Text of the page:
Dr. Paul Brand revealed the gift of pain in his lifelong work with people who suffer from Hansen’s disease. We know this disease by another name – leprosy.
While the word “leprosy” conjures images in our minds, of stubby fingers, ulcerated wounds, missing legs, and distorted facial features, in actuality, leprosy is not the direct reason for those visible effects.
Hansen’s disease slowly destroys its victims simply because they do not feel pain; they have a defective pain system. The disease primarily acts as an anesthetic which numbs the pain cells of hands, feet, nose, ears, and eyes. While most diseases are feared because of their pain, Hansen’s disease is deadly because its victims feel no pain. The destruction of fingers, eyes, feet, and other limbs follows simply because the warning system of pain is gone.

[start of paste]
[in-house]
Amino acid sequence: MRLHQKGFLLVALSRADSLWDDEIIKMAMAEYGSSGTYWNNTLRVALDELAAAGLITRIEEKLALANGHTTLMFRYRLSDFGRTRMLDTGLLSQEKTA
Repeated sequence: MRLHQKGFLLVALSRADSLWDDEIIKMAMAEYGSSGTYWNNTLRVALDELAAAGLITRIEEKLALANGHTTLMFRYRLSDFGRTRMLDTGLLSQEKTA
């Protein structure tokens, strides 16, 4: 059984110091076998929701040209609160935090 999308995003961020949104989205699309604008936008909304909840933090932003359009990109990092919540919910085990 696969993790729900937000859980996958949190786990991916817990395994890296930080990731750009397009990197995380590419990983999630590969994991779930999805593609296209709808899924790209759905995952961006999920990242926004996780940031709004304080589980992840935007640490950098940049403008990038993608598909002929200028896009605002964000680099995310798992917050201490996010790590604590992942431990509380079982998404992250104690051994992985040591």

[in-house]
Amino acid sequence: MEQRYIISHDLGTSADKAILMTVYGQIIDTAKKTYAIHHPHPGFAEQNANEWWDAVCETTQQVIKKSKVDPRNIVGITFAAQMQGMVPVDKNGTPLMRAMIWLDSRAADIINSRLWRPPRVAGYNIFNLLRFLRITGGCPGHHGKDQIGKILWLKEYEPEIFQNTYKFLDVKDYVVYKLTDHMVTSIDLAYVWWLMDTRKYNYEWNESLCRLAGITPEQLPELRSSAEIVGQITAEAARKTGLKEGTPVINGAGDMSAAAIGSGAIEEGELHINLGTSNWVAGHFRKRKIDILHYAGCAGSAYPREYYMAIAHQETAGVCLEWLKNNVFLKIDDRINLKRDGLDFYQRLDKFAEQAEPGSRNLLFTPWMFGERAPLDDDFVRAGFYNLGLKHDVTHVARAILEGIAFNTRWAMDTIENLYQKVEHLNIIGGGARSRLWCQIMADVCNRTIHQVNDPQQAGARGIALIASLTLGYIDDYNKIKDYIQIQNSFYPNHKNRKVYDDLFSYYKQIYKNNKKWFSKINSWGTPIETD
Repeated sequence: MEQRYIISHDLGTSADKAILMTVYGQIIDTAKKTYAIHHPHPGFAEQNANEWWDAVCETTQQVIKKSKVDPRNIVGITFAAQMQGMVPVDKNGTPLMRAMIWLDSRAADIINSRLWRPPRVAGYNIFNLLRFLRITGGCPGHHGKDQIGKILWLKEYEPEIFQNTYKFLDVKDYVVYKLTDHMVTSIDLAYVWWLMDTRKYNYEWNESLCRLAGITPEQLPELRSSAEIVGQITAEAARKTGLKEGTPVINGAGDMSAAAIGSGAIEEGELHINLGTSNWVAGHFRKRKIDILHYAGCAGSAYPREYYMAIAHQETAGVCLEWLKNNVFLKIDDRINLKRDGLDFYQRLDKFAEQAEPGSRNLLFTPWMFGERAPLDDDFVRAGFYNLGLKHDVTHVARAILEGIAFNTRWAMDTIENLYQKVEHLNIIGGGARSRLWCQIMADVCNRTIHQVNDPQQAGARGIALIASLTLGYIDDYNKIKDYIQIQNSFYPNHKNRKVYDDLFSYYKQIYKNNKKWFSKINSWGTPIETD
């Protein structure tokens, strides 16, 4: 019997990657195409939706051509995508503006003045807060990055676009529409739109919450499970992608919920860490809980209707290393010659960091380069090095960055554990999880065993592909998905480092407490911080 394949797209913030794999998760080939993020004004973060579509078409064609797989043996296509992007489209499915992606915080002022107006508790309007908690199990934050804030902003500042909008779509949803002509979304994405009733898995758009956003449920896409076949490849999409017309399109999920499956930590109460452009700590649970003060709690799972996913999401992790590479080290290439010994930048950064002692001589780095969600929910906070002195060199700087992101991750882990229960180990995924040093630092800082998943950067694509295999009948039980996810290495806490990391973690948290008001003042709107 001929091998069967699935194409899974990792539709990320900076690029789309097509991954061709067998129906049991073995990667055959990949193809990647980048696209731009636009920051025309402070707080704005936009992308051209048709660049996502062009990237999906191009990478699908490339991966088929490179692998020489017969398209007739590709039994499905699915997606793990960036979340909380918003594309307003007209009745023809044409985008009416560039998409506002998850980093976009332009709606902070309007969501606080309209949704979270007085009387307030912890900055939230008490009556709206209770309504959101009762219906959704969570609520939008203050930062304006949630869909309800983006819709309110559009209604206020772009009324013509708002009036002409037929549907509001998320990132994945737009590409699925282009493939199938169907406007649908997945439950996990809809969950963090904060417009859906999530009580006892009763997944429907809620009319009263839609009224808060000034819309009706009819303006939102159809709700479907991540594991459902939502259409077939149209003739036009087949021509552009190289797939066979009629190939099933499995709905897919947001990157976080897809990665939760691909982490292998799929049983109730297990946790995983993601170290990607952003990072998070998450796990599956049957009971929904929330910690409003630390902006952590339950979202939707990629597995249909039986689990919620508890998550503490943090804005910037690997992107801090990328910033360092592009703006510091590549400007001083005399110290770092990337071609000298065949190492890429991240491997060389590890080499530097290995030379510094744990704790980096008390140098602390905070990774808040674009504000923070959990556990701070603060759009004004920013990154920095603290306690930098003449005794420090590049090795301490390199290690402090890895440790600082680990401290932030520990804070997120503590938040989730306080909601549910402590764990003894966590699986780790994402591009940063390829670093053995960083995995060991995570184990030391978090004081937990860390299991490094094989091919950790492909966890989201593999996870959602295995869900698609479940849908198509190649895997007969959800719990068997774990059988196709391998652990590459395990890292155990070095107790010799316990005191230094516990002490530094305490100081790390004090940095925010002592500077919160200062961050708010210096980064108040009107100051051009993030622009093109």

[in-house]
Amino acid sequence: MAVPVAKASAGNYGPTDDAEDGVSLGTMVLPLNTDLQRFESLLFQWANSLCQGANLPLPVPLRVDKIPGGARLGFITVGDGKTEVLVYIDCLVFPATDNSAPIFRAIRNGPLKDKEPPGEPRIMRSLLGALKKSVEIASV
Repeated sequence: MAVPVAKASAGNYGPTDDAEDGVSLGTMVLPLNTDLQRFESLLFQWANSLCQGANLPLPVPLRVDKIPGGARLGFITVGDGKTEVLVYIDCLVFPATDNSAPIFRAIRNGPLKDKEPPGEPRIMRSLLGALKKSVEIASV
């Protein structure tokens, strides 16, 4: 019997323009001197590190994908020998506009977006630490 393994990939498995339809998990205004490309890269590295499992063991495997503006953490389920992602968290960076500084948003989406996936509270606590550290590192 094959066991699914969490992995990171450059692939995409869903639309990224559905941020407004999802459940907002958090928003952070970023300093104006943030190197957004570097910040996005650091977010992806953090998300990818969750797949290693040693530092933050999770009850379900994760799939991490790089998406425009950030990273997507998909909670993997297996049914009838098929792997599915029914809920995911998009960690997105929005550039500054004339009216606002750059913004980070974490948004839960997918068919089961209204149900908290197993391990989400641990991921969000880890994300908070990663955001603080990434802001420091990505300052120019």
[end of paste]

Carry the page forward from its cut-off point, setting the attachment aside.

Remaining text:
For instance, in villages in Africa and Asia, where Dr. Brand has worked, a leper will reach directly into a fire to retrieve a dropped potato. Nothing in his body told him not to. Patients at Dr. Brand’s hospital in India would work all day gripping a shovel with a protruding nail, or they would extinguish a burning wick with their bare hands or walk on splintered glass.
Patients can slowly go blind, only because their eyes never felt the discomfort that causes the rest of us to blink. A patient will turn an ankle, tearing tendon and muscle, but simply adjust and walk with a crooked leg, until the rest of his leg is ruined and infected.
No wonder Dr. Brand once said, “Thank God for inventing pain.”
Philip Yancey, Where Is God When It Hurts (Harper Paperbacks, 1990), pp. 14, 23, 24.